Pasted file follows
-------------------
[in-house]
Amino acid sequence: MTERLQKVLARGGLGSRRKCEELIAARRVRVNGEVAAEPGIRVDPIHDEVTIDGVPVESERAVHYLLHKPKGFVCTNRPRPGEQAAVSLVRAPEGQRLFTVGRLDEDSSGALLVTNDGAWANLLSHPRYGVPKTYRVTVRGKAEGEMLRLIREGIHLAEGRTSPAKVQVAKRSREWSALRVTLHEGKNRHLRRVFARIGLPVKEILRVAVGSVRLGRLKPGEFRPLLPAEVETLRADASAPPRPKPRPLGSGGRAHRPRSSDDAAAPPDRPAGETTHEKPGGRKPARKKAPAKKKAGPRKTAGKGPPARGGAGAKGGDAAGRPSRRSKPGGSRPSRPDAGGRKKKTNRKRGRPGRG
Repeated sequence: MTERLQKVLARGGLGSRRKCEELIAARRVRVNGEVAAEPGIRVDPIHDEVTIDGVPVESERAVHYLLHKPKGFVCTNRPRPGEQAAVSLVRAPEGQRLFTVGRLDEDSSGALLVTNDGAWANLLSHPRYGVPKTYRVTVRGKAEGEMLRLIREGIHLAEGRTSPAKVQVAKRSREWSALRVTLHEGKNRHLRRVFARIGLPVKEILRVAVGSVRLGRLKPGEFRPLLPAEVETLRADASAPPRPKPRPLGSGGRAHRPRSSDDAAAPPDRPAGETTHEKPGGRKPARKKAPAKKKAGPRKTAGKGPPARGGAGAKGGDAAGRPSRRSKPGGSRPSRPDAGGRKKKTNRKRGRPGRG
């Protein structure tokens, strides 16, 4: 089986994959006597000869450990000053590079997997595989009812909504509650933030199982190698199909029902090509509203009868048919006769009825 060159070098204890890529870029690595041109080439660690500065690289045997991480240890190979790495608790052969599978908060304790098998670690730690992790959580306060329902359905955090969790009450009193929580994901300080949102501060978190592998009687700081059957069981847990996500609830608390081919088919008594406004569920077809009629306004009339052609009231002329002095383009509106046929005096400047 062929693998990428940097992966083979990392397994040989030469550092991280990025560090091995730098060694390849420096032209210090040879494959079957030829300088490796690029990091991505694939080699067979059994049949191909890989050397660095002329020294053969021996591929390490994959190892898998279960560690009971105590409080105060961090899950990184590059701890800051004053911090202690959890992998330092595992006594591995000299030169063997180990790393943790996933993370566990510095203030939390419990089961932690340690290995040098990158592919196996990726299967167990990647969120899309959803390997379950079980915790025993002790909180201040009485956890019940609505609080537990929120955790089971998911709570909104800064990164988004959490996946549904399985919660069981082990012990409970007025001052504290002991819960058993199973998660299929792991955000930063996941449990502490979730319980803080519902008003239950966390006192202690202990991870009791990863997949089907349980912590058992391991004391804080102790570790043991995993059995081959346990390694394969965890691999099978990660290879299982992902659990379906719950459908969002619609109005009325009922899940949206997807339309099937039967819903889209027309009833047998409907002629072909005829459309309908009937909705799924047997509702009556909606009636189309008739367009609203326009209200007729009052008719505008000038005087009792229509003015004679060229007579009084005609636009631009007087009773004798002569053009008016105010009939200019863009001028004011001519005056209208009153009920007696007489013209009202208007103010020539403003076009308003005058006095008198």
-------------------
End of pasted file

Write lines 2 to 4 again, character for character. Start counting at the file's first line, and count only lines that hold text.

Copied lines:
Amino acid sequence: MTERLQKVLARGGLGSRRKCEELIAARRVRVNGEVAAEPGIRVDPIHDEVTIDGVPVESERAVHYLLHKPKGFVCTNRPRPGEQAAVSLVRAPEGQRLFTVGRLDEDSSGALLVTNDGAWANLLSHPRYGVPKTYRVTVRGKAEGEMLRLIREGIHLAEGRTSPAKVQVAKRSREWSALRVTLHEGKNRHLRRVFARIGLPVKEILRVAVGSVRLGRLKPGEFRPLLPAEVETLRADASAPPRPKPRPLGSGGRAHRPRSSDDAAAPPDRPAGETTHEKPGGRKPARKKAPAKKKAGPRKTAGKGPPARGGAGAKGGDAAGRPSRRSKPGGSRPSRPDAGGRKKKTNRKRGRPGRG
Repeated sequence: MTERLQKVLARGGLGSRRKCEELIAARRVRVNGEVAAEPGIRVDPIHDEVTIDGVPVESERAVHYLLHKPKGFVCTNRPRPGEQAAVSLVRAPEGQRLFTVGRLDEDSSGALLVTNDGAWANLLSHPRYGVPKTYRVTVRGKAEGEMLRLIREGIHLAEGRTSPAKVQVAKRSREWSALRVTLHEGKNRHLRRVFARIGLPVKEILRVAVGSVRLGRLKPGEFRPLLPAEVETLRADASAPPRPKPRPLGSGGRAHRPRSSDDAAAPPDRPAGETTHEKPGGRKPARKKAPAKKKAGPRKTAGKGPPARGGAGAKGGDAAGRPSRRSKPGGSRPSRPDAGGRKKKTNRKRGRPGRG
């Protein structure tokens, strides 16, 4: 089986994959006597000869450990000053590079997997595989009812909504509650933030199982190698199909029902090509509203009868048919006769009825 060159070098204890890529870029690595041109080439660690500065690289045997991480240890190979790495608790052969599978908060304790098998670690730690992790959580306060329902359905955090969790009450009193929580994901300080949102501060978190592998009687700081059957069981847990996500609830608390081919088919008594406004569920077809009629306004009339052609009231002329002095383009509106046929005096400047 062929693998990428940097992966083979990392397994040989030469550092991280990025560090091995730098060694390849420096032209210090040879494959079957030829300088490796690029990091991505694939080699067979059994049949191909890989050397660095002329020294053969021996591929390490994959190892898998279960560690009971105590409080105060961090899950990184590059701890800051004053911090202690959890992998330092595992006594591995000299030169063997180990790393943790996933993370566990510095203030939390419990089961932690340690290995040098990158592919196996990726299967167990990647969120899309959803390997379950079980915790025993002790909180201040009485956890019940609505609080537990929120955790089971998911709570909104800064990164988004959490996946549904399985919660069981082990012990409970007025001052504290002991819960058993199973998660299929792991955000930063996941449990502490979730319980803080519902008003239950966390006192202690202990991870009791990863997949089907349980912590058992391991004391804080102790570790043991995993059995081959346990390694394969965890691999099978990660290879299982992902659990379906719950459908969002619609109005009325009922899940949206997807339309099937039967819903889209027309009833047998409907002629072909005829459309309908009937909705799924047997509702009556909606009636189309008739367009609203326009209200007729009052008719505008000038005087009792229509003015004679060229007579009084005609636009631009007087009773004798002569053009008016105010009939200019863009001028004011001519005056209208009153009920007696007489013209009202208007103010020539403003076009308003005058006095008198």